NTSB Blames Inexperienced Pilot for Accident That Killed Three

Report also cites unairworthy aircraft as a reason for the 2019 tragedy in DeLand, Florida.

The NTSB cites a lack of pilot experience in the 2019 loss of a Cessna 421 Golden Eagle that killed three people in DeLand, Florida.

Armand Girouard, 27, and Shawna Carbonaro, 34, both of DeLand, and Ernedro Philippe, 32, of Kissimmee, Florida, were killed when the multiengine airplane they were in went down in a wooded area the afternoon of September 29, 2019.

According to NTSB records, the aircraft was purchased in June 2019 for $35,000 by Martin Flores of Texas. Flores told the NTSB that he bought the aircraft as an investment. He purchased the aircraft through an eBay auction, paying $6,000 for the repairs and another $4,500 for a pilot to ferry the aircraft to Texas.

After repairs were made, he intended to sell the airplane.

Flores told investigators that it was his understanding that the mechanic who was performing the repairs had found an instructor to fly the aircraft, and the name of his contact was a person named “Ernedro.”

The mechanic stated that Philippe was identified as the pilot who would ferry the airplane to the owner after repairs were made. However, Philippe, a private pilot with 155 hours, did not have the required training or certification to legally fly the complex, high-performance multiengine aircraft.

Girouard held a commercial pilot certificate for both single- and multiengine airplanes and a flight instructor rating for single-engine airplanes. His logbook indicated 500 hours total time, of which 40 was in multiengine airplanes. Girouard’s logbook did not show a complex endorsement or a record of an instruction received in a Cessna 421. The investigation also indicated the toxicology report noted Girouard had THC, a derivative of marijuana, in his system at the time of the accident, but it was not clear if he was impaired.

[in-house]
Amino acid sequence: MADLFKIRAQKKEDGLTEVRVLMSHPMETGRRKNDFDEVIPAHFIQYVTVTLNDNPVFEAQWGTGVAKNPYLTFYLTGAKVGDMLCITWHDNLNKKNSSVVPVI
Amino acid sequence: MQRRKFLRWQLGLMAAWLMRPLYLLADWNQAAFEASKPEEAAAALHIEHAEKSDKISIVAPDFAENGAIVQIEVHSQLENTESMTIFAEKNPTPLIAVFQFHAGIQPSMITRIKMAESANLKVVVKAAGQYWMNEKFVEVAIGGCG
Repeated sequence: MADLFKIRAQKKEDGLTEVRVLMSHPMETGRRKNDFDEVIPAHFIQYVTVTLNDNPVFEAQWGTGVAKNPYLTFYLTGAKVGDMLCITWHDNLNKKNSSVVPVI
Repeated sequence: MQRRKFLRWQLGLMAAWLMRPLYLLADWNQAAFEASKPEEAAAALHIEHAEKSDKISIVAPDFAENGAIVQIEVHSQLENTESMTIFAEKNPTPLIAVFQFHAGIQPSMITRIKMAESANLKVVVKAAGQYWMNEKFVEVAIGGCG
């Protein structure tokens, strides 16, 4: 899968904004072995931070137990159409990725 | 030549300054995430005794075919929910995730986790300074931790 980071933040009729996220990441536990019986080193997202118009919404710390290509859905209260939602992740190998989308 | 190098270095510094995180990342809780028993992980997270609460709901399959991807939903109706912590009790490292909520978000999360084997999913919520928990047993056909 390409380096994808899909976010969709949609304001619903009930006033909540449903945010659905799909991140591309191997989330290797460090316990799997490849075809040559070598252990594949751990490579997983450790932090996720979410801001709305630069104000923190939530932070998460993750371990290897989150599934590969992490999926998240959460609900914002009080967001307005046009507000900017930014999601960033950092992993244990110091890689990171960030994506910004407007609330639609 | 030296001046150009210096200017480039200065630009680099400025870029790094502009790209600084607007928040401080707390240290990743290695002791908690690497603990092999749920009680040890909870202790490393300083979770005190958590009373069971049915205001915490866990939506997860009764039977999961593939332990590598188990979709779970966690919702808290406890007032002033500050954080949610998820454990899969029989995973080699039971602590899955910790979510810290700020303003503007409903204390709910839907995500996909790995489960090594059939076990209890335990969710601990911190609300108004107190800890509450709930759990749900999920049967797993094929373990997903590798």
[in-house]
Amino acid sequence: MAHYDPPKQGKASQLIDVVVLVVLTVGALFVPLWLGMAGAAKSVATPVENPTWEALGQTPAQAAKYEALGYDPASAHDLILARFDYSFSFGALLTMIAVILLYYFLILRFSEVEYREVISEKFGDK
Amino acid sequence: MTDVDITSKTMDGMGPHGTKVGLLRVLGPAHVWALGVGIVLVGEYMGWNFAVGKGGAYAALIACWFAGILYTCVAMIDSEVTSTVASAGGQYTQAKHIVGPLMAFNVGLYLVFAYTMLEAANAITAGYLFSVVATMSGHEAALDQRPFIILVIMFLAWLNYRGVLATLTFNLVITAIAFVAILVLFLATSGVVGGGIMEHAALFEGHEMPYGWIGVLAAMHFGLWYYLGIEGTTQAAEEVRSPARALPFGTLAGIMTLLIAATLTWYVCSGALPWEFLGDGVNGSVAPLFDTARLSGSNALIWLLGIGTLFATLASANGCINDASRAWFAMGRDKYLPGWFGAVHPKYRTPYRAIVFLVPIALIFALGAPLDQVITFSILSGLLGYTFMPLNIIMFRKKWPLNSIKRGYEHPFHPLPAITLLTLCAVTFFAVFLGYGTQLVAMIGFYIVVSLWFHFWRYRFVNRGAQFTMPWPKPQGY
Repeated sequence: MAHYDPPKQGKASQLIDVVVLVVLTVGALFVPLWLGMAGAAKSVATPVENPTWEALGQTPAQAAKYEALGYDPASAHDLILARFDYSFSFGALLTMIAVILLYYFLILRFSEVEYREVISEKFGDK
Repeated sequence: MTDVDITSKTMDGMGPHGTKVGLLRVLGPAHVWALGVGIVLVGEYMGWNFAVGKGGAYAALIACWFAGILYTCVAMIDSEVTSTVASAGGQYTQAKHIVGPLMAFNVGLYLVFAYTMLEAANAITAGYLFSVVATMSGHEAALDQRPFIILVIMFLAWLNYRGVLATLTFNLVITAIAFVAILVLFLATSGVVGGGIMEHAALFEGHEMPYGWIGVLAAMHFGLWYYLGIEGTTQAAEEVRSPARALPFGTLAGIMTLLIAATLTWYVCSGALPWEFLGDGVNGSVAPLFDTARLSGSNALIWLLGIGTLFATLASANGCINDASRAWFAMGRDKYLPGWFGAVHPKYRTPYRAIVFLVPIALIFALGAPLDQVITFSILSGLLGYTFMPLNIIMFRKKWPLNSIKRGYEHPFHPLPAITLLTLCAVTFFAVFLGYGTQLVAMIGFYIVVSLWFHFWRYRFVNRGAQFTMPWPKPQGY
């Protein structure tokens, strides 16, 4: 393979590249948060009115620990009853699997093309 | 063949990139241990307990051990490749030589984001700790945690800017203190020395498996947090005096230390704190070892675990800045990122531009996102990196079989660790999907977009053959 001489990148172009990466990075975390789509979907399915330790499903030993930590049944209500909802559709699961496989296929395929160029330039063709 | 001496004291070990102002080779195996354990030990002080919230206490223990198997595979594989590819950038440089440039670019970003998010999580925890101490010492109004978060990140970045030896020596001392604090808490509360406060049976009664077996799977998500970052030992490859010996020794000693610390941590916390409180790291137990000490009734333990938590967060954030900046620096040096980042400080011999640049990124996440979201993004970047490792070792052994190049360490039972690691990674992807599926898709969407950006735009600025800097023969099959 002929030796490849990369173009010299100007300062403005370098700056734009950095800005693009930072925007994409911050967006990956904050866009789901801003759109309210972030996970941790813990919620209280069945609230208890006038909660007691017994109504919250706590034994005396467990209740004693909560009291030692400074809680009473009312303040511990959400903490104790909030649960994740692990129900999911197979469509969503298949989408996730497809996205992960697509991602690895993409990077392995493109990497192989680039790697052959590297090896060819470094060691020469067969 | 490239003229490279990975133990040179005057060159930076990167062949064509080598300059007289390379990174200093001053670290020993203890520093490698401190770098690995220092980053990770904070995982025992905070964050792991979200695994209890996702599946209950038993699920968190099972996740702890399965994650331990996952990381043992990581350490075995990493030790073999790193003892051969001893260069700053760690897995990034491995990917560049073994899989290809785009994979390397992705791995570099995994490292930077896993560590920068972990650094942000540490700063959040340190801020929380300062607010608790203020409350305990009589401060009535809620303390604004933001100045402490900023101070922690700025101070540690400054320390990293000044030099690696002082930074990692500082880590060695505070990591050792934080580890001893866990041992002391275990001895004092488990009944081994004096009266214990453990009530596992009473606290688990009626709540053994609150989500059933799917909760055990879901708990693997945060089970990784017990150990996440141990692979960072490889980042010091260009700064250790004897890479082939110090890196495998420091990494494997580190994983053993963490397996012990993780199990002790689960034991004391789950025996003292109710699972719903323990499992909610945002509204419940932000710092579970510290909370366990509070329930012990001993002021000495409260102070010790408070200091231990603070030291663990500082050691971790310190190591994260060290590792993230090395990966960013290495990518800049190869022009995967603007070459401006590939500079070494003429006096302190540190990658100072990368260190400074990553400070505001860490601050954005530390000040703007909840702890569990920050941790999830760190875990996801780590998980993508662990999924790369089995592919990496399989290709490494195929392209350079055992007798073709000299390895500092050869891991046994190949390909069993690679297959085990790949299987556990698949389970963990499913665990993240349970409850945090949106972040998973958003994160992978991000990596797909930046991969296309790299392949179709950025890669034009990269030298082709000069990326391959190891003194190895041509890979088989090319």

The owner of the aircraft had not given permission for the flight to take place. The mechanic in charge of making the repairs to the aircraft stated that he also had not given permission for the flight, as neither the repairs or the required paperwork and inspections required to return the aircraft to service had been completed.

What Happened

Two witnesses in the vicinity of the accident described the aircraft flying between 1,000 and 2,000 feet above the ground. One witness described seeing the 421 “roll three times” before he lost sight of it as it descended into a wooded area approximately four miles from the departure airport. The landing gear and flaps appeared to be in the retracted position. The witness stated he heard the engines make “two pop sounds.”

The wreckage was found at the base of a tree in an upright position. The cockpit was crushed and the fuselage fragmented. There was evidence of a post-accident fire that consumed the left wing. It was determined that both engines were producing power at the time of impact, as the propellers were not feathered and there were freshly cut branches at the wreckage site. There were no indications of pre-impact flight control or engine malfunctions that contributed to the accident.

Based on the pilot’s lack of any documented training in the accident airplane and the witness statements the NTSB concluded that the pilot most likely lost control of the aircraft. The NTSB stated it was likely Girouard who was acting as pilot in command at the time, although there was no record of him ever having flown a Cessna 421 before.

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